BMC Infect Dis. 2021 Sep 17;21(1):965. doi: 10.1186/s12879-021-06673-9.
BACKGROUND: Ventilator associated pneumonia (VAP) caused by more than one microorganisms is not uncommon and may be potentially challenging, but the relevant data is scarce in ventilated neonates. We aimed to investigate the clinical characteristics and outcomes of polymicrobial VAP in the neonatal intensive care unit (NICU).
METHODS: All neonates with definite diagnosis of VAP from a tertiary level neonatal intensive care unit (NICU) in Taiwan between October 2017 and September 2020 were prospectively observed and enrolled for analyses. All clinical features, therapeutic interventions and outcomes were compared between the polymicrobial VAP and monomicrobial VAP episodes. Multivariate regression analyses were used to find the independent risk factors for treatment failure.
RESULTS: Among 236 episodes of neonatal VAP, 60 (25.4%) were caused by more than one microorganisms. Polymicrobial VAP episodes were more likely to be associated with multidrug-resistant pathogens (53.3% versus 34.7%, P = 0.014), more often occurred in later days of life and in neonates with prolonged intubation and underlying bronchopulmonary dysplasia. Otherwise most clinical characteristics of polymicrobial VAP were similar to those of monomicrobial VAP. The therapeutic responses and treatment outcomes were also comparable between these two groups, although modification of therapeutic antibiotics were significantly more common in polymicrobial VAP episodes than monomicrobial VAP episodes (63.3% versus 46.2%; P < 0.001). None of any specific pathogens was significantly associated with worse outcomes. Instead, it is the severity of illness, including presence of concurrent bacteremia, septic shock, and requirement of high-frequency oscillatory ventilator and underlying neurological sequelae that are independently associated with treatment failure.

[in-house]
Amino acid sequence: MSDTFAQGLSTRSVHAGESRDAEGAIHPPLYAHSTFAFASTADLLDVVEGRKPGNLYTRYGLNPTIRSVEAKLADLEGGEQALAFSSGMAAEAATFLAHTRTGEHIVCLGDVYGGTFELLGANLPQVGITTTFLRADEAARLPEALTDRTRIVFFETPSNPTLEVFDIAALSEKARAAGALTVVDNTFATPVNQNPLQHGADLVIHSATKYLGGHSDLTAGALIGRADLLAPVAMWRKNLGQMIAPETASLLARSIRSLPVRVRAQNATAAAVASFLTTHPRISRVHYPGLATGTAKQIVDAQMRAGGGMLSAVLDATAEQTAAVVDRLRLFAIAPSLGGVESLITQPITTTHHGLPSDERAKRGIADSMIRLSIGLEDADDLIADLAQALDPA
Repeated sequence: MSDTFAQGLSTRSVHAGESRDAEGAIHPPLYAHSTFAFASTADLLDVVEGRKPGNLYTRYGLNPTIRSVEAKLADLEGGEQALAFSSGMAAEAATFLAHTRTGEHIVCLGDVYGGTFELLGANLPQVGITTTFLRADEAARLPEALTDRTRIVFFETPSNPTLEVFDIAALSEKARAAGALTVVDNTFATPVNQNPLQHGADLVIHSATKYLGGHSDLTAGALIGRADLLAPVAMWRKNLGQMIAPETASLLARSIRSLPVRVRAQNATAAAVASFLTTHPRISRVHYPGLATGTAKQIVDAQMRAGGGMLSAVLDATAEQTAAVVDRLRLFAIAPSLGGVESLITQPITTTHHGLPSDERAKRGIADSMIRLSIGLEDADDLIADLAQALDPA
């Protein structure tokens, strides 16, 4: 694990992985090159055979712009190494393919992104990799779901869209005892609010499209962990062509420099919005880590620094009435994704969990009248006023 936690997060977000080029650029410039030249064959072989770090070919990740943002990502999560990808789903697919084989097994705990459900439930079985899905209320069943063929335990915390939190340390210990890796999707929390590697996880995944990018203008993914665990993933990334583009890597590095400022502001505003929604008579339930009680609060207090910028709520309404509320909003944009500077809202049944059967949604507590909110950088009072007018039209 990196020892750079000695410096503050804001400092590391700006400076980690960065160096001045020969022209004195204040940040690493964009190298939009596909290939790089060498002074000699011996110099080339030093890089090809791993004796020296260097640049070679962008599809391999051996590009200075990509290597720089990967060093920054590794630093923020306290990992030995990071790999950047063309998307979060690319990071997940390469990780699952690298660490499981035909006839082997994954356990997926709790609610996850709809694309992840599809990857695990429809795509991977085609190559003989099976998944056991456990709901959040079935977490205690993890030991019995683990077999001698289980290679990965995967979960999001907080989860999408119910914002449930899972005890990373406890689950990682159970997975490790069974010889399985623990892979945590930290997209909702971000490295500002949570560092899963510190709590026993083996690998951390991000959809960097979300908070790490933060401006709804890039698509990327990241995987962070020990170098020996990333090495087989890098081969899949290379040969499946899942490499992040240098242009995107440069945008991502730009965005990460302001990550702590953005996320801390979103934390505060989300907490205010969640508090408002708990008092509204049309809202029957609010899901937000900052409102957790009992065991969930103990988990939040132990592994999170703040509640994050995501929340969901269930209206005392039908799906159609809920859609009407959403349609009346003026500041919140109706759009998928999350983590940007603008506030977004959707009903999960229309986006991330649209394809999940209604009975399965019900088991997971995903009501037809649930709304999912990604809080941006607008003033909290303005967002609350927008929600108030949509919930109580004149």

CONCLUSIONS: Polymicrobial VAP accounted for 25.4% of all neonatal VAP in the NICU, and frequently occurred in neonates with prolonged intubation and underlying bronchopulmonary dysplasia. In our cohort, most clinical features, therapeutic responses and final outcomes of neonates with monomicrobial and polymicrobial VAP did not differ significantly.